Sep162012

6 Comments

23 Must Have Kitchen Items for Any Survivalist

by Sheila at SurvivingSurvivalism.com

image by Will Merydith

Regardless of how many #10 cans of “just-add-water-ready-to-eat” stuff you have, at some point you’re going to have to learn to use a kitchen in much the same way as your granny or your great-granny did, so we’ve put together this list of 38 essential kitchen items for any survivalist.

  1. Matches – If you don’t smoke, why on earth would you need matches? But if we’re going to learn to cook like granny, for most of you that would include cooking on top of a wood heat stove, or on a wood cook stove with an oven. I know there are ways to start a fire with a magnifying glass, some straw and some kindling, but believe me, matches are easier. If you’re really good at starting and keeping a fire throughout the 3 daily meals, you could use as little as 1 match a day. If you’re not, 20 may not be enough. We have found that the most economical matches are book matches, like you get with a pack of cigarettes. They come in a box of 50 books, 20 matches per book, for about $1.50 in many stores. That’s a lot of lights for cheap. Wooden kitchen matches go for about $3.50 for 250 matches. See the difference?
  2. Can-Opener – we’re not talking about the kind that plugs into a wall. Have at least 2 good, sturdy hand operated can-openers . The newer ones from China do wear out. We’ve worn out a few. We also have an Army C-Ration P-38 can-opener. It takes a little practice, but once you get the groove going on it, you can open a #10 can in a few seconds.
  3. Hand Grain Mill – We have said this before, but we personally like the Wondermill Junior Deluxe Hand Grain Mill. (This is not a compensated endorsement, it’s just what we use and like.) For the money, it’s the best we have found. What can you do with it? Grind wheat, rice, barley, oats, rye, lentils into flour. It can also be used to make nut-butters, like pinion butter, walnut butter, chestnut butter. It will also make cornmeal. The uses are virtually endless, especially if you eat a lot of whole, natural foods.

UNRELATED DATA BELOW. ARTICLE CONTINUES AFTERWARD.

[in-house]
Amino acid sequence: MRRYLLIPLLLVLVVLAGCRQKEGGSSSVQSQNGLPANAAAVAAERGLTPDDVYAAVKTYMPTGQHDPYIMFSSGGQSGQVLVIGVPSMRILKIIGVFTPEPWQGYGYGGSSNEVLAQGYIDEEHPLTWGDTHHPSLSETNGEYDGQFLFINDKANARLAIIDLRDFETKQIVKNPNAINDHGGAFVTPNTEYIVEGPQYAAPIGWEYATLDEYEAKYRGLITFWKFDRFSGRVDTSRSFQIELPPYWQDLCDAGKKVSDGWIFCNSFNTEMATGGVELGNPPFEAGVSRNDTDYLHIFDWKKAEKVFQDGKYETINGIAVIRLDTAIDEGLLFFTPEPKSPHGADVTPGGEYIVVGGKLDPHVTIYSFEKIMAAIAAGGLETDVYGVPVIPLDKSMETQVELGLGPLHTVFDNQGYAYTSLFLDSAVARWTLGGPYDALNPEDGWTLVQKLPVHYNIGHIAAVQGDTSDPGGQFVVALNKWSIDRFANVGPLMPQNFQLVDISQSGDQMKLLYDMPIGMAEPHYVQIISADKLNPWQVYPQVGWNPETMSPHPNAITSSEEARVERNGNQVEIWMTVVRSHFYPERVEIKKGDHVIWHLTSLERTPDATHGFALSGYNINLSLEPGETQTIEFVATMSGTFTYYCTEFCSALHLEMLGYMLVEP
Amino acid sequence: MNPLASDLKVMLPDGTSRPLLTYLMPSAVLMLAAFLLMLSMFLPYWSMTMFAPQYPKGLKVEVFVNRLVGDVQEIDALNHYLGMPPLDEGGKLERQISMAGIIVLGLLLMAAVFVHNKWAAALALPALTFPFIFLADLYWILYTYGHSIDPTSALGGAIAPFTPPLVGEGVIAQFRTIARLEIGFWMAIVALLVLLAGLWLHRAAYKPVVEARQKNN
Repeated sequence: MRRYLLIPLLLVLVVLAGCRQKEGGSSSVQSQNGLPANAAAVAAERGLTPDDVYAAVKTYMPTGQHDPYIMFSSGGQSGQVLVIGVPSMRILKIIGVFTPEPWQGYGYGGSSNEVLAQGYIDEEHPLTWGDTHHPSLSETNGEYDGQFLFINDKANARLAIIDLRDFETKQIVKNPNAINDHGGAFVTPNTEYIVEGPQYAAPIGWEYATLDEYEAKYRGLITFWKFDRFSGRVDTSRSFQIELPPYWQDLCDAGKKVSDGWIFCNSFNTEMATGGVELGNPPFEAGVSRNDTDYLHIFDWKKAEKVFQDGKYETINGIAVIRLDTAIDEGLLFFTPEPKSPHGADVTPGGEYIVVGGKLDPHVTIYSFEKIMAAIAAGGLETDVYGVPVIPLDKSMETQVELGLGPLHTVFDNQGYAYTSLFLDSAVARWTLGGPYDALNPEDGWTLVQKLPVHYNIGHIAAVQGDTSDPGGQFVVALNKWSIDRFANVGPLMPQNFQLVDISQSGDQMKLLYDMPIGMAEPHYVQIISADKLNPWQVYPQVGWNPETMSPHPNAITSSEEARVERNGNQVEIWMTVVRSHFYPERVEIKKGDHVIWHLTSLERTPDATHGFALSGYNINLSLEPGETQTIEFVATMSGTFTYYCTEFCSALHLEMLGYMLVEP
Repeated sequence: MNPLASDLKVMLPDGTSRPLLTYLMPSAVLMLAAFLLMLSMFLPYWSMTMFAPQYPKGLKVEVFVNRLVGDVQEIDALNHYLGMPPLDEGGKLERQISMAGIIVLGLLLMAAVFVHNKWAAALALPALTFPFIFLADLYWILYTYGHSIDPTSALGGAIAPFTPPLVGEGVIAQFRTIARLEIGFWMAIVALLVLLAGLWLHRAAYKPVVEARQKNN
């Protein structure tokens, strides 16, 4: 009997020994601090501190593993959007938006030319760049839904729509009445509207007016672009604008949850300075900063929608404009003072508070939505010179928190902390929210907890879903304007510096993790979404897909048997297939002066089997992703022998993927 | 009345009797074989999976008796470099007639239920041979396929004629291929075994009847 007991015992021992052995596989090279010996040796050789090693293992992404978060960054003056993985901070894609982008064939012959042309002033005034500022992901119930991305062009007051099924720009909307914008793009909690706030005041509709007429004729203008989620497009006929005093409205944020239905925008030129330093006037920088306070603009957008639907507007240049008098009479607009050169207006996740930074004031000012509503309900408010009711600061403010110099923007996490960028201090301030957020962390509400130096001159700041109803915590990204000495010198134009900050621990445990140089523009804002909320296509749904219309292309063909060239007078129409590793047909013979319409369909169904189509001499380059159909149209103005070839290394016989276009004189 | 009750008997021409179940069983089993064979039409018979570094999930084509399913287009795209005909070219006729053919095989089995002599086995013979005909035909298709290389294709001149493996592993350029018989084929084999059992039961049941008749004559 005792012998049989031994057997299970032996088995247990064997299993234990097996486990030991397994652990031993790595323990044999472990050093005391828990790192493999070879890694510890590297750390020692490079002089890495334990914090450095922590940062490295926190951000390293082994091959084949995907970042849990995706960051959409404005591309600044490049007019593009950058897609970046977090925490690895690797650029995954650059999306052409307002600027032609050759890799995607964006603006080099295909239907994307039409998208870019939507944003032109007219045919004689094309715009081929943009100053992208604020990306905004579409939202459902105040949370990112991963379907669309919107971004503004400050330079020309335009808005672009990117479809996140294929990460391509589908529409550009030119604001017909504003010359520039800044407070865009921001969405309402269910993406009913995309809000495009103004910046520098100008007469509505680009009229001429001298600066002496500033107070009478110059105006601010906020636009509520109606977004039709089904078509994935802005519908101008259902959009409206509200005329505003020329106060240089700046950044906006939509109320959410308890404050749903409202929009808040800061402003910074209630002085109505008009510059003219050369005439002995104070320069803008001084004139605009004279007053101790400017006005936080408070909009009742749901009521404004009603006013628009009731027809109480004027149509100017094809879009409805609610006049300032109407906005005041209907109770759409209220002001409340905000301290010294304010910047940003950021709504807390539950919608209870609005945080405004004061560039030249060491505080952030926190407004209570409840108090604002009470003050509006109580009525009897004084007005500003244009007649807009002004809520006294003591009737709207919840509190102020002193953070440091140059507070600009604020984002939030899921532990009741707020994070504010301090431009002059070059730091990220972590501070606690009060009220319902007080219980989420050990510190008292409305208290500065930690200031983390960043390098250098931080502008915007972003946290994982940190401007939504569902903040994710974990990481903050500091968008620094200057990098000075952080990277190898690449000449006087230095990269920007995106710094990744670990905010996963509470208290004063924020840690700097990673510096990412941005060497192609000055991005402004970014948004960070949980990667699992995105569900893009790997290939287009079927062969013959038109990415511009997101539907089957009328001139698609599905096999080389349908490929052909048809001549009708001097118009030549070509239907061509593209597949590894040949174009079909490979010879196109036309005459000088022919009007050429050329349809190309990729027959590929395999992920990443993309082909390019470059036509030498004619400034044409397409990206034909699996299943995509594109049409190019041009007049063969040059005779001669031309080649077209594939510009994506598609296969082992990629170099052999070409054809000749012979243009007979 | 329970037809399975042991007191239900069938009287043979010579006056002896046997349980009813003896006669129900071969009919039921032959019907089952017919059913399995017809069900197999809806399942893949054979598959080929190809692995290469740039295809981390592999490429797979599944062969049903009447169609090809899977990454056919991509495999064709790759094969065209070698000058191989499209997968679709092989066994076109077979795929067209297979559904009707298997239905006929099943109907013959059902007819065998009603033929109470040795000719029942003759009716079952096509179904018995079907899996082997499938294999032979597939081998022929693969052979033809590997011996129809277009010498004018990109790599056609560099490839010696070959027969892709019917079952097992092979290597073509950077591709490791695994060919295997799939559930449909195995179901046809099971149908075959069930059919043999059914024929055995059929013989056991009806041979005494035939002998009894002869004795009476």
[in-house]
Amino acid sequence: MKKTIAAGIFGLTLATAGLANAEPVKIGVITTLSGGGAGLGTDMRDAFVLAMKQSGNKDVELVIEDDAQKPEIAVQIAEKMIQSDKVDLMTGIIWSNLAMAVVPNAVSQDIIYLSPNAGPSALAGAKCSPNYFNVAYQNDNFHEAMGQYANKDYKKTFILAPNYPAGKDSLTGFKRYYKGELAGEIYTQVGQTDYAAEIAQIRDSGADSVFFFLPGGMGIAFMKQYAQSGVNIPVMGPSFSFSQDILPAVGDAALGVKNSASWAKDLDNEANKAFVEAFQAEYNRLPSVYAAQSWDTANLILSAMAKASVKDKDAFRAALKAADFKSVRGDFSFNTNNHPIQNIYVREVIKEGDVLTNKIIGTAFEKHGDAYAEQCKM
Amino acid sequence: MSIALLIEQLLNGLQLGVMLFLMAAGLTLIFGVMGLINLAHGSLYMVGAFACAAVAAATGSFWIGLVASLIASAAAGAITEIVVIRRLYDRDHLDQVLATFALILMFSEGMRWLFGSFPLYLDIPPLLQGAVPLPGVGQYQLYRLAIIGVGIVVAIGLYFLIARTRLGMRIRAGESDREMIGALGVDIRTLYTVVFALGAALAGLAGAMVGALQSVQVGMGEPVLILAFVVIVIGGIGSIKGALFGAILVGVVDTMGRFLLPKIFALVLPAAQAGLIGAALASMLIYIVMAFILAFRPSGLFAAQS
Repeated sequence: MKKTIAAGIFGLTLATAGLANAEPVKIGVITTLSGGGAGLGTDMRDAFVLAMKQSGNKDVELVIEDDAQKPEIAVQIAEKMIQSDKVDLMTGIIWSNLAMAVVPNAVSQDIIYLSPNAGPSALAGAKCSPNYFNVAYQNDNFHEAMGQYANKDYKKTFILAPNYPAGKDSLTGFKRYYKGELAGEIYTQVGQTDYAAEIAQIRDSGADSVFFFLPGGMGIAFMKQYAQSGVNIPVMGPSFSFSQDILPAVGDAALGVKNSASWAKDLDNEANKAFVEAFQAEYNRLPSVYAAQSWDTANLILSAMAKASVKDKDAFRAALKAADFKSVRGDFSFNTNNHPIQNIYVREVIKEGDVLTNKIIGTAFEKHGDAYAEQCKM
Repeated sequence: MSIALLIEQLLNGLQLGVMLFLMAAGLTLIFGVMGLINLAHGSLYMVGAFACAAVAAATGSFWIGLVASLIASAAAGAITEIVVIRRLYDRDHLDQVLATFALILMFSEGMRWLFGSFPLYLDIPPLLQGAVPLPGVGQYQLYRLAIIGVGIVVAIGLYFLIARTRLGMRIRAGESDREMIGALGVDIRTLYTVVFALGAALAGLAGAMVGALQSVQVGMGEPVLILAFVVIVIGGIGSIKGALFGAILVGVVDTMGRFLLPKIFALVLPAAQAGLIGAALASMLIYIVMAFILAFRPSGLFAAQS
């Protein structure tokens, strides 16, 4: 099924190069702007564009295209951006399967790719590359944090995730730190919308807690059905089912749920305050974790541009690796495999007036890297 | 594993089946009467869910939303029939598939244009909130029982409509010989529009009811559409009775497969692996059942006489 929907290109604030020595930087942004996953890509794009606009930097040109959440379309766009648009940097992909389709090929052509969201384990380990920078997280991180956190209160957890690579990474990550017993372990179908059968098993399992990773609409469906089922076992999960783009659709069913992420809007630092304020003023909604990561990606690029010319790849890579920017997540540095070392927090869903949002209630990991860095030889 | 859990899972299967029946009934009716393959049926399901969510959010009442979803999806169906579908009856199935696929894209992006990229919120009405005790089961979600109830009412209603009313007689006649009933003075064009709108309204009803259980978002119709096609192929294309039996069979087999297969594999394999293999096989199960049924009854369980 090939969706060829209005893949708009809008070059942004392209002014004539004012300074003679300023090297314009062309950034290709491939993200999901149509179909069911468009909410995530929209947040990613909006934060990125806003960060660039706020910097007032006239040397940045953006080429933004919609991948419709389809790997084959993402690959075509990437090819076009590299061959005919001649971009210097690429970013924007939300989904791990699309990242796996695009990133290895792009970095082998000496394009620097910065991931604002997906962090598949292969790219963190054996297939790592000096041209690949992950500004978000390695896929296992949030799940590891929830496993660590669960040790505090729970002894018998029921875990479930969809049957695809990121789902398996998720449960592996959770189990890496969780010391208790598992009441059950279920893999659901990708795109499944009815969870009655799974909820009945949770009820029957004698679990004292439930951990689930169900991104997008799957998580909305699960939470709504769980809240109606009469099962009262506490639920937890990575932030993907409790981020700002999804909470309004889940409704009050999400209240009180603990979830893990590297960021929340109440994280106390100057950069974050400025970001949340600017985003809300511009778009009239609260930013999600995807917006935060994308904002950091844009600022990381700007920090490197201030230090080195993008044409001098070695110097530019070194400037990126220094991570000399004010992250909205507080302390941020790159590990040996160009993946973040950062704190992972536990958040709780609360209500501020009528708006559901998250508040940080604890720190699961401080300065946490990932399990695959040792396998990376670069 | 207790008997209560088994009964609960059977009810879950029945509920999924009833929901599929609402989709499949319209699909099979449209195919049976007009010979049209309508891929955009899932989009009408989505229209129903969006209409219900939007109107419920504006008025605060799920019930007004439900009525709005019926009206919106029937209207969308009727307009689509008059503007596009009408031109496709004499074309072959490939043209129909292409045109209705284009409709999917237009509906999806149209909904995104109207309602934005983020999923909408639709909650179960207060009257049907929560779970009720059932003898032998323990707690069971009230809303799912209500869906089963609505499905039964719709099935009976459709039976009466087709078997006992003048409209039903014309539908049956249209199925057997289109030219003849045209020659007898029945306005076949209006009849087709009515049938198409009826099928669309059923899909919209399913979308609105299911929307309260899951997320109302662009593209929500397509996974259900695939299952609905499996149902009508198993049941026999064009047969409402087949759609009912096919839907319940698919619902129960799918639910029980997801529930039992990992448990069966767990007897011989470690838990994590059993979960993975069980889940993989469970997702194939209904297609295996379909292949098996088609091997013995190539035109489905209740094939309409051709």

4. Cast Iron/Stainless Steel Cookware – If you are going to be cooking over a wood stove of any kind, you need durable stainless steel or cast iron cookware. Aluminum (besides not being good for your health) tends to warp on wood cook stoves. Black, cast iron pans heat evenly, hold the heat for a long time and do not warp – not to mention giving you a little dose of iron in your food.
  5. Roasting Pans – Enamelware is best, and so is stainless steel. Make sure the roasting pan will fit into your oven! Wood cook stoves don’t have the same huge ovens as gas or electric stoves.
  6. Tea Kettle – Stainless Steel or Copper. In the winter, a steaming tea kettle on the wood stove not only serves as as-the-ready for tea or coffee, the steam warms and moisturizes the air. Just don’t let it boil down all the way before refilling it.
  7. Colanders – Metal (stainless steel) is best. If you have or want some plastic colanders, understand that they will break over time, and most of them are made with BPA in the plastic.
  8. Cookie Sheets – for breads, biscuits, cookies, for drying fruits or veggies… Avoid Teflon coatings or aluminum cookie sheets – get stainless steel.
  9. Cooking Utensils – Again, metal (stainless steel) is much better than plastic, and with stainless steel and cast iron cookware, you don’t have to worry about scratches:
  10. Spatulas
  11. Ladles
  12. Serving Spoons
  13. Serving Forks
  14. Slotted Spoons
  15. Pastry Cutter
  16. Rolling Pin
  17. Sharpening Steel
  18. Cheese Grater/Slicer
  19. Whisk
  20. Potato Peeler
  21. Meat Tenderizing Hammer